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On the Hundredth Anniversary of the Start of World War I, Remembering the Part Animals Played National Geographic - July 28, 2014
Horses, dogs, pigeons - even glowworms - were crucial participants in the war to end all wars.
Man featured on CNN's 'The Hunt' killed during attempted arrest CNN - July 28, 2014
Charles Mozdir, 32, had been sought by authorities since June 2012. Two U.S. marshals and a New York police officer were also wounded during the attempted arrest, a law enforcement official said.
Photos: Shipwreck Under the World Trade Center Live Science - July 28, 2014
In July 2010, amid the gargantuan rebuilding effort at the site of the World Trade Center in Lower Manhattan, construction workers halted the backhoes when they uncovered something unexpected just south of where the Twin Towers once stood. At 22 feet (6.7 meters) below today's street level, in a pit that would become an underground security and parking complex, excavators found the mangled skeleton of a long-forgotten wooden ship. Now, a new report finds that tree rings in those waterlogged ribs show the vessel was likely built in 1773, or soon after, in a small shipyard near Philadelphia. What's more, the ship was perhaps made from the same kind of white oak trees used to build parts of Independence Hall, where the Declaration of Independence and U.S. Constitution were signed, according to the study published this month in the journal Tree-Ring Research.
Six Minor Meteor Showers Could Beat the Perseids This Summer Scientific American - July 28, 2014
Each summer, amateur astronomers from all over the world look forward to observing the famous Perseid meteor shower, but often overlook six lesser celestial fireworks displays that reach their peak between July 28 and Aug. 20.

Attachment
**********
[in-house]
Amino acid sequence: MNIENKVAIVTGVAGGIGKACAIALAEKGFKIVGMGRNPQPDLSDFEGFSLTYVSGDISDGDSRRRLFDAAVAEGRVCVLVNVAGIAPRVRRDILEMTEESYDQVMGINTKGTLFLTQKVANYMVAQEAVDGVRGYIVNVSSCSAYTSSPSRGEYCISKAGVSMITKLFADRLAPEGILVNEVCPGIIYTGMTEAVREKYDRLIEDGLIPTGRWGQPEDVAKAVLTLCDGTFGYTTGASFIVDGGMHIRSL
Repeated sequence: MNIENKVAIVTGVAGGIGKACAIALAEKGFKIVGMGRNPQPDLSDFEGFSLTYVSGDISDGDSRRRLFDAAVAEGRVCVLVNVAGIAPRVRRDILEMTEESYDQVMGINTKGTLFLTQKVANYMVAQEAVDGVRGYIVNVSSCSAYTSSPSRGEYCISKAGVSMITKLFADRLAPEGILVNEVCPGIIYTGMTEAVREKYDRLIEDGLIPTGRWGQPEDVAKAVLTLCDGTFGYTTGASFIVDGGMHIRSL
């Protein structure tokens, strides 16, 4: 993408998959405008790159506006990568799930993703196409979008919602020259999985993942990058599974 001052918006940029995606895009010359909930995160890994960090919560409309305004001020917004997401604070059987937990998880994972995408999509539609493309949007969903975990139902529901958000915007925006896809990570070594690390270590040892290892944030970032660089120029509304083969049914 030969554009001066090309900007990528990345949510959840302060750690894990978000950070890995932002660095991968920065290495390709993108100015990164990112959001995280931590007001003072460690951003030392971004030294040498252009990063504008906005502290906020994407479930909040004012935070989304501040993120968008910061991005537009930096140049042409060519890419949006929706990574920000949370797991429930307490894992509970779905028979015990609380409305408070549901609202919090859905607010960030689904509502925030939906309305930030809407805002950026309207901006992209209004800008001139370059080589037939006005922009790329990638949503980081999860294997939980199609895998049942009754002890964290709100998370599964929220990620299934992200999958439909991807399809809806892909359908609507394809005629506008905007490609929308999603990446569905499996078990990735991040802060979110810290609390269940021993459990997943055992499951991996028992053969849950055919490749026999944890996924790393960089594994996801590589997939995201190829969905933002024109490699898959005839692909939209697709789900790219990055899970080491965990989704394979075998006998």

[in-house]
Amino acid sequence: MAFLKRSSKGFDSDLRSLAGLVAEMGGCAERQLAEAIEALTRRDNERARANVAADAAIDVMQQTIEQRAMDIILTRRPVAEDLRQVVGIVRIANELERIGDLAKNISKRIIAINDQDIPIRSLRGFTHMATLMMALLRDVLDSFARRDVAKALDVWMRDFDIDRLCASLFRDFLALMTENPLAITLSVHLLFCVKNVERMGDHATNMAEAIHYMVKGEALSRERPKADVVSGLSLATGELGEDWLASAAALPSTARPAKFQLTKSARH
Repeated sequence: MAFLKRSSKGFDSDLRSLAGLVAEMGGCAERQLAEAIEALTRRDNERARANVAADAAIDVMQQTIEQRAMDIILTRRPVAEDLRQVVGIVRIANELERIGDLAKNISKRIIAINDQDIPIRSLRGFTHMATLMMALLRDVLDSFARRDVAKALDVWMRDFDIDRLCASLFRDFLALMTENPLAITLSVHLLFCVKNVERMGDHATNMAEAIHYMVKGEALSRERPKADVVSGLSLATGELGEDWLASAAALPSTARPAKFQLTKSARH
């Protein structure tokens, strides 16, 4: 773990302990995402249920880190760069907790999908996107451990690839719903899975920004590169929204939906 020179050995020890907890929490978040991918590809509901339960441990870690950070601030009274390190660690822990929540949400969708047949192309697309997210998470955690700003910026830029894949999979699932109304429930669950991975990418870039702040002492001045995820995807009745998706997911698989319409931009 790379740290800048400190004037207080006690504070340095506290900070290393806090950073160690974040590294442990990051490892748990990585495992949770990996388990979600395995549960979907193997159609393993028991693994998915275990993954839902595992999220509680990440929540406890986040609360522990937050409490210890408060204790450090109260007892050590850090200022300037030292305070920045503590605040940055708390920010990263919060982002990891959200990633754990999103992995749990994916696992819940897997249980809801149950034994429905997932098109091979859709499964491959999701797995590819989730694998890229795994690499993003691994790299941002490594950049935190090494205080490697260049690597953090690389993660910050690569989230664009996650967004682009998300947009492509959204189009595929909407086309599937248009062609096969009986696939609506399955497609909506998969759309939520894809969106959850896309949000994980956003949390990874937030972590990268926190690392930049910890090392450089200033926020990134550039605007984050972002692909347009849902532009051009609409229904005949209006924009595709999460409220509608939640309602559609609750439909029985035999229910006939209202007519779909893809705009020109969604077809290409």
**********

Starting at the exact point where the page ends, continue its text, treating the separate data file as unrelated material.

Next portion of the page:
Gaza: Uneasy calm after UN ceasefire call BBC - July 28, 2014
There were no Israeli air strikes overnight, though the military fired at targets in Gaza after a rocket hit the southern Israeli city of Ashkelon.
Downing of MH17 jet in Ukraine 'may be war crime' - UN BBC - July 28, 2014
Ukraine and Western governments believe pro-Russian rebels shot down MH17, using a Russia-supplied missile system.
Lightning strike kills man on Venice Beach, Los Angeles BBC - July 28, 2014
One man has been killed and several people have been hurt after lightning strikes on crowded Venice Beach in Los Angeles, California.
Could Dinosaurs Have Survived the Impact that Killed Them? Live Science - July 28, 2014
The space rock that wiped out most of the dinosaurs may have had a colossal case of bad timing. If the impact had occurred a few million years earlier or later, more of the majestic beasts may have survived, scientists say. A global team of researchers examined the evidence for different extinction scenarios and concluded that an asteroid or comet almost certainly triggered the abrupt annihilation of all dinosaurs, except for birds, some 66 million years ago. But a period of low diversity among herbivorous dinosaurs, at least in North America, may have set the stage for the massive die-off, according to a study published today (July 28) in the journal Biological Reviews.